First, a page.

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Interview: Researcher on Bodega Bay Mussel Die-Off

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Dead, open-shelled mussels along Bodega Bay's shoreline on June 18, 2019.  (Photo: Jackie Sones)

Jackie Sones knows the area around Bodega way really well. As a research coordinator with the Bodega Marine Reserve, she visits the shoreline nearly every day.

On June 18, she saw something she’d never seen before: hundreds or maybe thousands of dead mussels along the shores of Bodega Bay.

“I’ve been working here for about 15 years,” she said.  “We have seen mussel die-offs in small patches in the intertidal zone, but nothing like this.”

Researchers think the death of so many mussels in Bodega Bay was caused by a heat wave that hit the Bay Area June 8-11. According to a European satellite agency, temperatures last month worldwide were the hottest in June on record.

The effects of warming waters on marine life has been widely studied, but researchers say it’s less common to see such organisms dying from hot coastal air, which is suspected in this case.


Sones, who wrote about the mussel die-off on her blog, spoke with KQED Host Mina Kim on the “Forum” radio program Wednesday. They were joined by Eric Simons, digital editor of Bay Nature magazine, who wrote that the June heat wave cooked the mussels in place.

Below are excerpts of Sones’ and Simons’ answers, edited for length and clarity.

Do you know when this happened?

Jackie Sones: It’s likely that it was that June 9-11 period. The air temperatures were far above normal.  It was over 20 or 25 degrees higher than normal for that time of year. We believe that that those higher temperatures, combined with mid-day low tides, contributed to the mortalities.

How is it that that air temperature, about 75 degrees or so, was able to affect these mussels so badly?

Eric Simons: It’s not really the air temperature; it’s the temperature of the rock, the surface they’re on. On a 75-degree day, the rock can be 100 degrees or 105 degrees and the mussels are trying to vent that hot air; they’re trying to to get rid of it, but the seabreeze we usually get was gone. They just sit and they cook.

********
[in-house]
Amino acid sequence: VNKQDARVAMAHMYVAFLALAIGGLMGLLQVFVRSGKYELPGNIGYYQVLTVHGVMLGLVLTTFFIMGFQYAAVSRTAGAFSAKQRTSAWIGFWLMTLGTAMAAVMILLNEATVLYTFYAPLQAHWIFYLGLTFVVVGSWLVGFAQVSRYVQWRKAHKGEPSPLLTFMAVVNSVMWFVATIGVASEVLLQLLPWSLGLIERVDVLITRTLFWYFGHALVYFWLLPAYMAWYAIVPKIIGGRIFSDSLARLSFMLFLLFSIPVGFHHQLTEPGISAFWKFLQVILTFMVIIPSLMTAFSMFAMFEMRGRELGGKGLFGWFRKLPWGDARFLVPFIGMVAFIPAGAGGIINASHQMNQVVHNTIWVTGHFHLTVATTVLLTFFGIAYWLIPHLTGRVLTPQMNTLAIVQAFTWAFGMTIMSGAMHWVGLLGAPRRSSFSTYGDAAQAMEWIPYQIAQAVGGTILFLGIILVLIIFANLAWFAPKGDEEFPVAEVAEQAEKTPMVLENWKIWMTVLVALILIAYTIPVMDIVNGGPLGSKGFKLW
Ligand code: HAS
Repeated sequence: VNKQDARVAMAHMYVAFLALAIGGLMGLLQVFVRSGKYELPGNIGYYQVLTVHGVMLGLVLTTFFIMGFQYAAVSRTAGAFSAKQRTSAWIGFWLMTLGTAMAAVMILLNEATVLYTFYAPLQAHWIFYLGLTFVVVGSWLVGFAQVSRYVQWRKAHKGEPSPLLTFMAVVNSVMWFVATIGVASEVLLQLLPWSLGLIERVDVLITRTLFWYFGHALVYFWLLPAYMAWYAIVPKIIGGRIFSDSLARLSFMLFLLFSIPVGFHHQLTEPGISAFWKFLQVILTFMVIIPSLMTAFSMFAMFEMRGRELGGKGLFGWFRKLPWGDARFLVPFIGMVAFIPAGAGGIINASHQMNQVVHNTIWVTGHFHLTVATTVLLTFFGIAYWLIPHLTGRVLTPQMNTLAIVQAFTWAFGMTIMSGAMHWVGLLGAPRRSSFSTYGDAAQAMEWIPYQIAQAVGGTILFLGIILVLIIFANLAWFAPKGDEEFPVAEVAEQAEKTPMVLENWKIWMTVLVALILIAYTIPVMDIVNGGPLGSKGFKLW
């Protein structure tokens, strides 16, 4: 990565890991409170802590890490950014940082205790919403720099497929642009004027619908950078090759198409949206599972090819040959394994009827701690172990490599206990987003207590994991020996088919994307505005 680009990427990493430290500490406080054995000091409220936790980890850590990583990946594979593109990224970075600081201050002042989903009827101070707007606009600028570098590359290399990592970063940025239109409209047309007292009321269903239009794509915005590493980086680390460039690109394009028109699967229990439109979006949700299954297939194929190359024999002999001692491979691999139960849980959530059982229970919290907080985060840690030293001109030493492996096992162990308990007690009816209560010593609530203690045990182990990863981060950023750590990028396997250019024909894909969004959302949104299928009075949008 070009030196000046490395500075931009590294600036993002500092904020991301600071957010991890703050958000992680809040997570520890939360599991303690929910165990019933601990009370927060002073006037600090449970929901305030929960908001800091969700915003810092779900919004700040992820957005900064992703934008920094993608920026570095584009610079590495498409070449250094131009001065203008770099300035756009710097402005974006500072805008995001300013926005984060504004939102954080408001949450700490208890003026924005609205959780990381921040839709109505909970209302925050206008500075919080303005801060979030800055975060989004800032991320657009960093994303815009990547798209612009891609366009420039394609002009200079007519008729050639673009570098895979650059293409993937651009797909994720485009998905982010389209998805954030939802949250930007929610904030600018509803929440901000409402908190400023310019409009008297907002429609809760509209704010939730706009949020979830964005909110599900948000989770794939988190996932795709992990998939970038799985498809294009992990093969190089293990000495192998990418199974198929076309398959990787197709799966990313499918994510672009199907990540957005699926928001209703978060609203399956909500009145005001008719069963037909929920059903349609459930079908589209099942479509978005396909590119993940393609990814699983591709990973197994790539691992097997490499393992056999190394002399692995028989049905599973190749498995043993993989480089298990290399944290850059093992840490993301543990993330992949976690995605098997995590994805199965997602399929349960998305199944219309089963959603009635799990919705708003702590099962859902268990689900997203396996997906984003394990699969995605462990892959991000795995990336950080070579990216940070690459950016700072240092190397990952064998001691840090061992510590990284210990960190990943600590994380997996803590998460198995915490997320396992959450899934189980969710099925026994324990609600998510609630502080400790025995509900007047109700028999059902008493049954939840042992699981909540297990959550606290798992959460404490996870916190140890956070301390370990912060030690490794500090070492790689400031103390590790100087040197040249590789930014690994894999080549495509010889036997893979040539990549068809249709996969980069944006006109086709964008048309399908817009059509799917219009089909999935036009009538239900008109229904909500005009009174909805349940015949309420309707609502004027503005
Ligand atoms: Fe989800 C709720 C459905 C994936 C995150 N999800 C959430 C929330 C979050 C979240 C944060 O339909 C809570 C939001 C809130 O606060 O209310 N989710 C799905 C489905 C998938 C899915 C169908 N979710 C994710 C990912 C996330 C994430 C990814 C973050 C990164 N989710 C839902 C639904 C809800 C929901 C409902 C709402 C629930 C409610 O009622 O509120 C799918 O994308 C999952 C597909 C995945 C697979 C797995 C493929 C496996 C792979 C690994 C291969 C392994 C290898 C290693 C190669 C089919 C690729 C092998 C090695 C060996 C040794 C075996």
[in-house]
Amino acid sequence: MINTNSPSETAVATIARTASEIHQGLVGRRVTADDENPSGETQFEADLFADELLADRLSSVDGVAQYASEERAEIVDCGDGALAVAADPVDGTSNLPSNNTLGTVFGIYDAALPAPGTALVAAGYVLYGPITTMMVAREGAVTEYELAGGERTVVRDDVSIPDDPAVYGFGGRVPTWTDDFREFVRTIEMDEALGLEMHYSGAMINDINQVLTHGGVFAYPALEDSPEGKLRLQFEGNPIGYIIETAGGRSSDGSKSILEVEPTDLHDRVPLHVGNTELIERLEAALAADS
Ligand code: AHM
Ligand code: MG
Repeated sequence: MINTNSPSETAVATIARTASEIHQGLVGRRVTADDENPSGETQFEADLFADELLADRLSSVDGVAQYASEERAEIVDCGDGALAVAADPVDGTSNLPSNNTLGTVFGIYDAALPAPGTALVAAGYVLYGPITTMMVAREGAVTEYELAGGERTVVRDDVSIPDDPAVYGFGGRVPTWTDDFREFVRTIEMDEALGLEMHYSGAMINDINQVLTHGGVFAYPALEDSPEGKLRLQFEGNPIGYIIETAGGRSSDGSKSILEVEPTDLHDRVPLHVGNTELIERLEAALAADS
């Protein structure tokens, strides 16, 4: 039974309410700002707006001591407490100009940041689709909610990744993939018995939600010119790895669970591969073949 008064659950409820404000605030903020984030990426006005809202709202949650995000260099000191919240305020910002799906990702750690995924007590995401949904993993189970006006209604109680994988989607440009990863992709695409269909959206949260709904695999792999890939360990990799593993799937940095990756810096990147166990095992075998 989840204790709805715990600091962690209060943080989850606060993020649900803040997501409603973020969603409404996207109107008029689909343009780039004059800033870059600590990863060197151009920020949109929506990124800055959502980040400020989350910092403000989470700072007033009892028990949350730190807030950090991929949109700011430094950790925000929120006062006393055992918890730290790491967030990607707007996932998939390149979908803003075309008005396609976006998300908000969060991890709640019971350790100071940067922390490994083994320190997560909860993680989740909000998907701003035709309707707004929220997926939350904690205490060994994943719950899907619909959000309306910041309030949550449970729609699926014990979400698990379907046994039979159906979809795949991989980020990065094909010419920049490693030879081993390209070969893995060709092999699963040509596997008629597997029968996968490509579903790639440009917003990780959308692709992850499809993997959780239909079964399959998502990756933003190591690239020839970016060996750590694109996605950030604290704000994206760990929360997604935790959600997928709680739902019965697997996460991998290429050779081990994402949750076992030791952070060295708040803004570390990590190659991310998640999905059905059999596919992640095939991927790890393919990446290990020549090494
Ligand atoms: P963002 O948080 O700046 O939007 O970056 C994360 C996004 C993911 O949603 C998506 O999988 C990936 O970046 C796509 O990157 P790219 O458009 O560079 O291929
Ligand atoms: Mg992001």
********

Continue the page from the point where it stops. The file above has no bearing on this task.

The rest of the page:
Don’t mussels have a way of dealing with this? There are hotter months than June for the coast.

JS: We see quite warm air temperatures in late summer and early fall. However, the timing of the low tides is different [stranding them out of water]. And also there is some aspect to this that might be related to the shock of an extreme-heat day, where there’s nothing leading up to that and all of a sudden you just have a super-high temperature and the animals aren’t prepared for it.

Do we know the geographic extent of the die-off? 

ES:  There was a study going on for quite a while where they had sensors out in the mussel beds to track the temperatures up and down the West Coast. That study ran out of money two years ago.  It’s fortunate even that that Jackie was out and noticed and saw this — it takes observers who are out and are paying attention and know what they’re seeing.

How important are mussels to the marine ecosystem?

JS: Mussels are amazing. They’re a very important foundation species. That’s similar to the trees in the forest, or kelp in a kelp forest, or corals for a coral reef. These animals provide a lot of habitat and shelter for many different animals. In the case of mussel beds, if you look at one particular site you might find over 300 different species living within the mussel bed. So they’re a critical species along the shoreline.

Was the June heat wave a result of climate change? 

ES: It makes it more likely, certainly. You have this bad luck event, the low tide was during the middle of the day, when it was really hot outside and that that’s what baked them and killed them. These are animals that if this happened some other time when the low tide was at four in the morning it wouldn’t have been a problem. Climate change makes it more likely that you get heat waves earlier, even in March and in April.

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